|US20060100983 *||Oct 26, 2005||May 11, 2006||Paul Atkinson||Method and system for selectively controlling the utility a target|
|US20060119487 *||Dec 7, 2005||Jun 8, 2006||Paul Atkinson||Device and method for selectively activating a target|
|US20060123055 *||Dec 7, 2005||Jun 8, 2006||Paul Atkinson||Device and method for selectively controlling the utility of a target|
|US20060131432 *||Dec 7, 2005||Jun 22, 2006||Paul Atkinson||Method and system for identifying a target|
|US20060192653 *||Feb 21, 2006||Aug 31, 2006||Paul Atkinson||Device and method for selectively controlling the utility of an integrated circuit device|
|US20070008169 *||Jul 11, 2006||Jan 11, 2007||Conero Ronald S||A Radio Frequency Activated Integrated Circuit and Method of Disabling the Same|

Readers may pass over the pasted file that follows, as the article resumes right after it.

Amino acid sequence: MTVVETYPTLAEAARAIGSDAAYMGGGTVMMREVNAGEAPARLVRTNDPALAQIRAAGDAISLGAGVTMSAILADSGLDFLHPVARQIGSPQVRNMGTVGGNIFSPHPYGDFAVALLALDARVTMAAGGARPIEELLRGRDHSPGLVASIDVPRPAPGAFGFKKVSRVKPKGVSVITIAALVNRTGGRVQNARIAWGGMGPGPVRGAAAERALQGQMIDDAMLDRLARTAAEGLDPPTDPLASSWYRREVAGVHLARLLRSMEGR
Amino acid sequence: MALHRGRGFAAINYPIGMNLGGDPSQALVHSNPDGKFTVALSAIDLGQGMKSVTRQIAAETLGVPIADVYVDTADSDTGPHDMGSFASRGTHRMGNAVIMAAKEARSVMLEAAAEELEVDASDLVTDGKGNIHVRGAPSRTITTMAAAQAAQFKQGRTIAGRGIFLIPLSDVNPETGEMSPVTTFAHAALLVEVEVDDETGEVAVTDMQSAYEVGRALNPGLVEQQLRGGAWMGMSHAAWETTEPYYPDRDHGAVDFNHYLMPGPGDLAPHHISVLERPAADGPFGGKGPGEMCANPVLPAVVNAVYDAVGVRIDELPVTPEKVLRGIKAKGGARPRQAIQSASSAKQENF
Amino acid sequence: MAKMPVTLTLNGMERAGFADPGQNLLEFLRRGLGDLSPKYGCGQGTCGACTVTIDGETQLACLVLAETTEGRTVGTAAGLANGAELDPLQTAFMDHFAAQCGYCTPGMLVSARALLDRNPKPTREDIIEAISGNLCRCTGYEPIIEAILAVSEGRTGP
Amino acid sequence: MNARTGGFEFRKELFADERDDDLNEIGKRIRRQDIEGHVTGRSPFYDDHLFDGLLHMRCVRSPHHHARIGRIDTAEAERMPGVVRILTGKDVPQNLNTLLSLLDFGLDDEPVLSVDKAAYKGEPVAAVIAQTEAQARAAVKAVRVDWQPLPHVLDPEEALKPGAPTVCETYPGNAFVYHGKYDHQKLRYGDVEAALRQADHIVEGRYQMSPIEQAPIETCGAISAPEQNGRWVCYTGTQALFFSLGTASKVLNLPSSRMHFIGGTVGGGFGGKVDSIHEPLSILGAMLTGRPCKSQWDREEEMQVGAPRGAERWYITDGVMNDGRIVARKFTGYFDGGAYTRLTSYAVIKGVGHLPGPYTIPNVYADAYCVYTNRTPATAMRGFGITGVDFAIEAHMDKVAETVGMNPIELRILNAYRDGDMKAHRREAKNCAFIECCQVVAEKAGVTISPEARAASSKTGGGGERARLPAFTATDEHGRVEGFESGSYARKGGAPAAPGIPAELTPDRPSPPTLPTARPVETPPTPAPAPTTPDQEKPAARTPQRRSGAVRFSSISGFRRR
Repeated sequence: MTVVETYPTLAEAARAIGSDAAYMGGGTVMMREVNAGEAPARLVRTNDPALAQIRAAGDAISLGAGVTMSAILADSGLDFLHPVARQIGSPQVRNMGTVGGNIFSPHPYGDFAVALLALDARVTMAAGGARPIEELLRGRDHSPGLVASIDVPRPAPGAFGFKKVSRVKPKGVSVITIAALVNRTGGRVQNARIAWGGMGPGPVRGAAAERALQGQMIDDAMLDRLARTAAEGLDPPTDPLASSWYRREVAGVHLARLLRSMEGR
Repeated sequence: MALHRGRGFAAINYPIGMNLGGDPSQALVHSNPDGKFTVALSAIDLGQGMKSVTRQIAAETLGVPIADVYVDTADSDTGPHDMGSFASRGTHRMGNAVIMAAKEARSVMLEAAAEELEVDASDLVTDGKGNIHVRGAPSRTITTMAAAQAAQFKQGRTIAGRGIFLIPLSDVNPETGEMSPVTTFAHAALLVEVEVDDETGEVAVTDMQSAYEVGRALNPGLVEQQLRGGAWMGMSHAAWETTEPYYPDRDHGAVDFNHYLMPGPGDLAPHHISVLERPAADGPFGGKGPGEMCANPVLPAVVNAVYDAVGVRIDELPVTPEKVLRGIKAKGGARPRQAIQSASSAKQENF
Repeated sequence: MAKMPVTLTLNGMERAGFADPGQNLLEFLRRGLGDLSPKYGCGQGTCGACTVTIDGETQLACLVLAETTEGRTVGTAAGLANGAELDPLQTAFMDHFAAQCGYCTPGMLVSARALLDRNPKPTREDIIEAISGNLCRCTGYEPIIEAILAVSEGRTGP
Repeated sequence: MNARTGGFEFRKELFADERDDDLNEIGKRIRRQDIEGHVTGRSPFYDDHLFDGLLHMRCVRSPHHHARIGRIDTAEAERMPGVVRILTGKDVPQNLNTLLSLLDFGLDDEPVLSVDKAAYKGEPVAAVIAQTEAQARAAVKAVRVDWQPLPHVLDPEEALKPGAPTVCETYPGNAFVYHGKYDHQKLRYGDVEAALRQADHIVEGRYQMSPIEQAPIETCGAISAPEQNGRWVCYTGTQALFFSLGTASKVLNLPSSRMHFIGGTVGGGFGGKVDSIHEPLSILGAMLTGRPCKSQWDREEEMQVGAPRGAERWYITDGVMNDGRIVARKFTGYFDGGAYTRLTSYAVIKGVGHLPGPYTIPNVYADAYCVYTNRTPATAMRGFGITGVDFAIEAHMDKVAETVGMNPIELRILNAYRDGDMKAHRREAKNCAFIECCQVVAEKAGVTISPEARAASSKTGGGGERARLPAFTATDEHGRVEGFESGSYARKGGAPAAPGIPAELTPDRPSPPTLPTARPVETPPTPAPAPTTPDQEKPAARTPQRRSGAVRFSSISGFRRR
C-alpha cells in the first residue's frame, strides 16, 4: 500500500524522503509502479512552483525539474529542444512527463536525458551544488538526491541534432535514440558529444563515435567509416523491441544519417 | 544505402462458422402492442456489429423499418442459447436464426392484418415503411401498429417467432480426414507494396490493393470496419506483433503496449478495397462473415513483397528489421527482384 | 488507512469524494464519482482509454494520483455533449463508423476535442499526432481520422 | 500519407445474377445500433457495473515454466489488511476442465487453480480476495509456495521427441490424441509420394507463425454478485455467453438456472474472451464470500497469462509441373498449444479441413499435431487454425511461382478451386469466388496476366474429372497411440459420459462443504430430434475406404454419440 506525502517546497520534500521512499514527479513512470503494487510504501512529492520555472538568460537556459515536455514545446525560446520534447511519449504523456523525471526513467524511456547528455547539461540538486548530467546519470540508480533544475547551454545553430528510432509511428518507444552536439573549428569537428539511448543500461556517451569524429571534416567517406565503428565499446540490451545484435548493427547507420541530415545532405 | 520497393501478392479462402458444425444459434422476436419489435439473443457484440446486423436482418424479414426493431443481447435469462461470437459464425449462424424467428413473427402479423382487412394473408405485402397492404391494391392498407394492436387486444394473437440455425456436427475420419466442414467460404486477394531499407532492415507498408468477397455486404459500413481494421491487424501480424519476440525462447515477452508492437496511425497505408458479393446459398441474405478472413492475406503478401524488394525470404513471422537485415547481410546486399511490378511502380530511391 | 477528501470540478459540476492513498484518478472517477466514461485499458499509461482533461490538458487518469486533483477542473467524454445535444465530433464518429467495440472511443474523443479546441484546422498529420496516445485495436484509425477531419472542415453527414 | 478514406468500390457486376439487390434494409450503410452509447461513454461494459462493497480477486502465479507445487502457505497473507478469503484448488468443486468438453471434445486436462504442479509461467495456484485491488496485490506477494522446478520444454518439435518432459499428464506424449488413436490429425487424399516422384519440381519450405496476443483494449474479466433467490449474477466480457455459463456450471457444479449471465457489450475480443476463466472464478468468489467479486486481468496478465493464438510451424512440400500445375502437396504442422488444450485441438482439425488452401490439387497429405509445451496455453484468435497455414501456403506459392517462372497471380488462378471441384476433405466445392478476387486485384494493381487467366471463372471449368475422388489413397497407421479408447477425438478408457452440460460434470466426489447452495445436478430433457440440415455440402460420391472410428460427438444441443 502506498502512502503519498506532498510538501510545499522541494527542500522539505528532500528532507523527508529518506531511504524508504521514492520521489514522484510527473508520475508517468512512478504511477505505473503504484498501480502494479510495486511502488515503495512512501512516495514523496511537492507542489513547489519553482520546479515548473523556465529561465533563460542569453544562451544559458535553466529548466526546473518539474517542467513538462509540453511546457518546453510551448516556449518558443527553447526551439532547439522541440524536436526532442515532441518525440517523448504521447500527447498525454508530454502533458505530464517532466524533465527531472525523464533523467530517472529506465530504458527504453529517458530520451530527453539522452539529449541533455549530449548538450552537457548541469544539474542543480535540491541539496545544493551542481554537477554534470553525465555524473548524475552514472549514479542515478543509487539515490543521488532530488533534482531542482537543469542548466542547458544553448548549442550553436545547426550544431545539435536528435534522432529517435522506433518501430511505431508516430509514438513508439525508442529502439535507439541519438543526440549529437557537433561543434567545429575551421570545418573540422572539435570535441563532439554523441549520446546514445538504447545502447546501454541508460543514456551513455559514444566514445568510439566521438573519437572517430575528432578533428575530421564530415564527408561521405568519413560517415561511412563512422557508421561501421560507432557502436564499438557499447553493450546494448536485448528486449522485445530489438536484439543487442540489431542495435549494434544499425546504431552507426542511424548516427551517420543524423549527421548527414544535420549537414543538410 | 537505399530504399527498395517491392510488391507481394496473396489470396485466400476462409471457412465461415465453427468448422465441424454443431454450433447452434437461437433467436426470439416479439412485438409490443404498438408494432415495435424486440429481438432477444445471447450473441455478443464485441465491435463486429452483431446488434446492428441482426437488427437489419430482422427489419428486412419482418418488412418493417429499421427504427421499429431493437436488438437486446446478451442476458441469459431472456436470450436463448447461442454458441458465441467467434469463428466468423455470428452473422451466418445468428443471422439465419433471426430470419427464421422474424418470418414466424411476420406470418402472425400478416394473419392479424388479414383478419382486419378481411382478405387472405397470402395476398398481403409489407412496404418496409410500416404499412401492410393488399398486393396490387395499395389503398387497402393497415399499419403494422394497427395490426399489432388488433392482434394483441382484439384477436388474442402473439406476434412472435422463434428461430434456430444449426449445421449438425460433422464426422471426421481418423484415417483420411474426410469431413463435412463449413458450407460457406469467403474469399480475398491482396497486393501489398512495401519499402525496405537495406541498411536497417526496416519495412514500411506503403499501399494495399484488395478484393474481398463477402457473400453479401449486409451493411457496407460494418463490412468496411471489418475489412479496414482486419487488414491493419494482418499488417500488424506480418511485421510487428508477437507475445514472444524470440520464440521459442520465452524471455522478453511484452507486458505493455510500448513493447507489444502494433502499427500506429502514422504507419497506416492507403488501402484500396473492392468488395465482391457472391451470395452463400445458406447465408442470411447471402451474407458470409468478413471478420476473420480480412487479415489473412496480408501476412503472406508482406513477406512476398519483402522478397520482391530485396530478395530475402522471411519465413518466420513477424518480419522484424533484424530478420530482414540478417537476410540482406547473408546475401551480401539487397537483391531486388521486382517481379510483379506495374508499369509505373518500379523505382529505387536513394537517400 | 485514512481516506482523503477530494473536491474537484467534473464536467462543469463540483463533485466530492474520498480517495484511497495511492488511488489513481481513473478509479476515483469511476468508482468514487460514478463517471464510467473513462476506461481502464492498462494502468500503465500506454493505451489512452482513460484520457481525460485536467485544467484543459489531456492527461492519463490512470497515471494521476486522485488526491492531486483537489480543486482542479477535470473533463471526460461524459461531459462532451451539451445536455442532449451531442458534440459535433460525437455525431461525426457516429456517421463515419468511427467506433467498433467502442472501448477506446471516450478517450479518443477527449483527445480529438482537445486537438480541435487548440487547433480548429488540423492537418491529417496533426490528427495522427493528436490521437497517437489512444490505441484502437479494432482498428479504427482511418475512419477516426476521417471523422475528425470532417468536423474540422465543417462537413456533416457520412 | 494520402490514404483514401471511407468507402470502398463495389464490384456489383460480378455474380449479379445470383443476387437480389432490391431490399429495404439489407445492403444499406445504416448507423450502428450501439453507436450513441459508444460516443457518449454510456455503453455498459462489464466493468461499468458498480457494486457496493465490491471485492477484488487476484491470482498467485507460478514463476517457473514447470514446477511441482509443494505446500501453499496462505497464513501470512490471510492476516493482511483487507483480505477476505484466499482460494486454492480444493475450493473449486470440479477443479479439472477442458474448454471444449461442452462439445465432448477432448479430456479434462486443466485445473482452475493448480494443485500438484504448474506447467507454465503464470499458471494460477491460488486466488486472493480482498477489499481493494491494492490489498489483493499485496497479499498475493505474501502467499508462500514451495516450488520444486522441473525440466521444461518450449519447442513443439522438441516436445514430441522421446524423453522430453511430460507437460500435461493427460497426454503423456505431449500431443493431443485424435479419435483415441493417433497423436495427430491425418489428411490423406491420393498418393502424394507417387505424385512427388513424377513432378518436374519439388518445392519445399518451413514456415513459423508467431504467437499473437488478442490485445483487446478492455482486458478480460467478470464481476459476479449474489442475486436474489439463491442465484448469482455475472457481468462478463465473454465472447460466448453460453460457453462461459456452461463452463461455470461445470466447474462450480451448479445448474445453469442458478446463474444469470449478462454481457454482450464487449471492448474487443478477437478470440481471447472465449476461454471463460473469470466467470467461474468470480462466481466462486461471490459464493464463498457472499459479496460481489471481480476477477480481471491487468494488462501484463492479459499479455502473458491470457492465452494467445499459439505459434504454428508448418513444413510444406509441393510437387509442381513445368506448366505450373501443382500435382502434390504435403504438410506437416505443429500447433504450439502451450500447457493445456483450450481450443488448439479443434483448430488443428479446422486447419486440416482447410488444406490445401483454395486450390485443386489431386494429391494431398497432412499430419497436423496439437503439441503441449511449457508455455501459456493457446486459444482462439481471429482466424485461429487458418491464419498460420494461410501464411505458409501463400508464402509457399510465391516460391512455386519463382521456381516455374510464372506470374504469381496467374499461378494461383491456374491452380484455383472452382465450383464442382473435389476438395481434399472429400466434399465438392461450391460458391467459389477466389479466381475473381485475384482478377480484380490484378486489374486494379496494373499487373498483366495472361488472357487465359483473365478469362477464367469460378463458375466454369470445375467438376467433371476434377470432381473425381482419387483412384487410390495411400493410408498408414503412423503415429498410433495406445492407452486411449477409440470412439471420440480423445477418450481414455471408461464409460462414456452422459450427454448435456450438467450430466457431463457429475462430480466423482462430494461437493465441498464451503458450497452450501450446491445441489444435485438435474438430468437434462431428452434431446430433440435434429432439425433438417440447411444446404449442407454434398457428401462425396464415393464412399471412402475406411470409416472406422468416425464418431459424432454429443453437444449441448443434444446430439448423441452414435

|US20070011729 *||Jul 6, 2006||Jan 11, 2007||White Charles A||Device and Method for Authenticating and Securing Transactions Using RF Communication|
|US20070060175 *||Nov 15, 2006||Mar 15, 2007||Vincent Park||Paging methods and apparatus|
|US20070223692 *||Oct 18, 2006||Sep 27, 2007||Paul Atkinson||Activation confirmation feedback circuits and methods|
|US20080028420 *||Jan 22, 2007||Jan 31, 2008||Paul Atkinson||Optical Media with Reduced Areal-Sized Optical shutters|
|US20080142589 *||Dec 13, 2006||Jun 19, 2008||Cummings Scott A||One Touch Purchase Device and System|
|US20080308629 *||Aug 15, 2008||Dec 18, 2008||James Roskind||Time-varying security code for enabling authorizations and other uses of financial accounts|
|US20090161918 *||Dec 20, 2007||Jun 25, 2009||Heller Jeffrey R||Image analysis system for detecting personal protective equipment compliance|
|US20090201129 *||Apr 7, 2006||Aug 13, 2009||Stannards Accountants||Authenticity Determination|
|US20110280229 *||May 14, 2010||Nov 17, 2011||Research In Motion Limited||Advertisement and distribution of notifications in a wireless local area network (wlan)|